After World War I (1914-18), a number of devaluations were effected in capitalist countries (such as the open devaluation in Germany in 1924 and a concealed devaluation in France in 1928). Since the 1930’s devaluations, as a rule, have not brought stabilization to the monetary system and have not restored the exchange of bank notes for gold by private individuals; they have been carried out basically by means of reducing the official rate of exchange of bank notes. The first mass devaluation of capitalist currencies occurred at the end of 1949, when Great Britain and 36 other countries reduced the ratio of exchange of their currencies to the American dollar by from 12 to 30 percent and more. The second mass devaluation was effected in 1967 by Great Britain and by 25 other countries (the reduction of the rate of exchange amounted to 5 to 25 percent). In August 1969 the French franc was devalued by 11.11 percent. A total of more than 400 devaluations took place from 1949 to 1971 in capitalist states (more than once in some countries).

With the intensified world monetary crisis, the American dollar, which is the key currency of the capitalist world, was devalued by 7.89 percent in December 1971. Devaluation of the American dollar entailed devaluation of the currencies of many capitalist countries, but at the same time the currencies of the major capitalist countries—the main trade competitors of the USA-were revaluated. Devaluation often occurs in developing countries, especially those of Latin America. Thus, from 1965 to 1971 there were more than ten devaluations in Argentina and about ten in Brazil.


References in periodicals archive ?
This is going to resemble Argentina, whose debt was later reduced by about 66 percent and which was forced to devalue its currency 75 percent.
I wouldn't want to go and see a straight comedy show and, likewise, I don't think the comedy devalues the poetry," he says before being disturbed by his cat.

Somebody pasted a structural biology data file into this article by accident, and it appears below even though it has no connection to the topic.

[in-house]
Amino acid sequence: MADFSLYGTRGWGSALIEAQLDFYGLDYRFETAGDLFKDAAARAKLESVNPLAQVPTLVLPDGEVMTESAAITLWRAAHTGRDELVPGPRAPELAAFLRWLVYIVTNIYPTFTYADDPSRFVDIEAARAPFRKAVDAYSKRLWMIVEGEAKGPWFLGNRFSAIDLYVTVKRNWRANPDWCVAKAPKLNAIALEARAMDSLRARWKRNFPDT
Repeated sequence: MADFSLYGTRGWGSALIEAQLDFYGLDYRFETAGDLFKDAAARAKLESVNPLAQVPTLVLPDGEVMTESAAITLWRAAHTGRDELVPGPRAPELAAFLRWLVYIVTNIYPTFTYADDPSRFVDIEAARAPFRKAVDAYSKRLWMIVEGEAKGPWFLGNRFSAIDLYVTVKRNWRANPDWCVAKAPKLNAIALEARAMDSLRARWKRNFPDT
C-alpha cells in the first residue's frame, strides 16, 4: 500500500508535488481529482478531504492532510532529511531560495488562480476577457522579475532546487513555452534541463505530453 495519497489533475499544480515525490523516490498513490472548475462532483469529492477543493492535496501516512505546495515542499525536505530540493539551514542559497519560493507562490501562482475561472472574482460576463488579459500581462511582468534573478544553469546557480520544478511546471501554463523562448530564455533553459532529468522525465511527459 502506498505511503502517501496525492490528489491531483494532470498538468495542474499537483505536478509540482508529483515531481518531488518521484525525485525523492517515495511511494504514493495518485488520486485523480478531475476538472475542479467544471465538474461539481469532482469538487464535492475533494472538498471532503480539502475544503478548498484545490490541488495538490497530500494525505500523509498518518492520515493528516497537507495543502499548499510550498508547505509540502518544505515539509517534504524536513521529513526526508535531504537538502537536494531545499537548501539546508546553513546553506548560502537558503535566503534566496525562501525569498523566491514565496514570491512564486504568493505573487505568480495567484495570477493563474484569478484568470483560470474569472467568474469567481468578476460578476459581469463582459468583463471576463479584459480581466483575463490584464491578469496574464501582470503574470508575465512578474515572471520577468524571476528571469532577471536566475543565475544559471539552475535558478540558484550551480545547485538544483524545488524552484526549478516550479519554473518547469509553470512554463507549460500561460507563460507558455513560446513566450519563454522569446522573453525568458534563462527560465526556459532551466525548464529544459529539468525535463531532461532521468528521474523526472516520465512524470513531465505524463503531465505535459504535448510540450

Because DeValue is certified and teaches at a school where pupils perform poorly on standardized tests, she is eligible to receive $5,000 from the state every year for up to four years as long as she works as a classroom teacher at a low-performing school.
China is unlikely to devalue its currency as long as the Asian economy continues to recover and the yen remains at current levels, Japanese Ambassador to China Sakutaro Tanino said Monday on a visit to Tokyo.
But teaching our children that violence is wrong under any circumstances--even when necessary to protect their own lives--conditions them to be victims, and serves to devalue their lives in preference to the lives of the Harrises and Klebolds of this world.
Traders had predicted that Thailand would devalue and now they had hit a home run: They were both looking smart and making lots of money.
Pressure has eased on Vietnam's dong currency, but many bankers expect dollar liquidity to tighten in the next few months, forcing the government to devalue the local currency by the end of the second quarter.
If the yen continues its descent, China may be forced to devalue its currency, which will send a financial tsunami around the world.
As a condition of accepting the IMF's money, Third World countries are forced to devalue their currency, lift the subsidies on basic food items, freeze wages, open their economies to foreign companies, and pay off debts to foreign banks as a first priority.
In her essay "Patrilineage," Schor points out that many writers on art by women implicitly devalue these artists by enshrining men as their ultimate source of luminous parentage; women are explained by reference to Barthes, legitimated as heirs of Duchamp, etc.
The demand of the exporters to devalue the currency for boosting exports is based on unfounded assumptions at it gives a temporary relief but it inflicts heavy losses, in the long run, he said.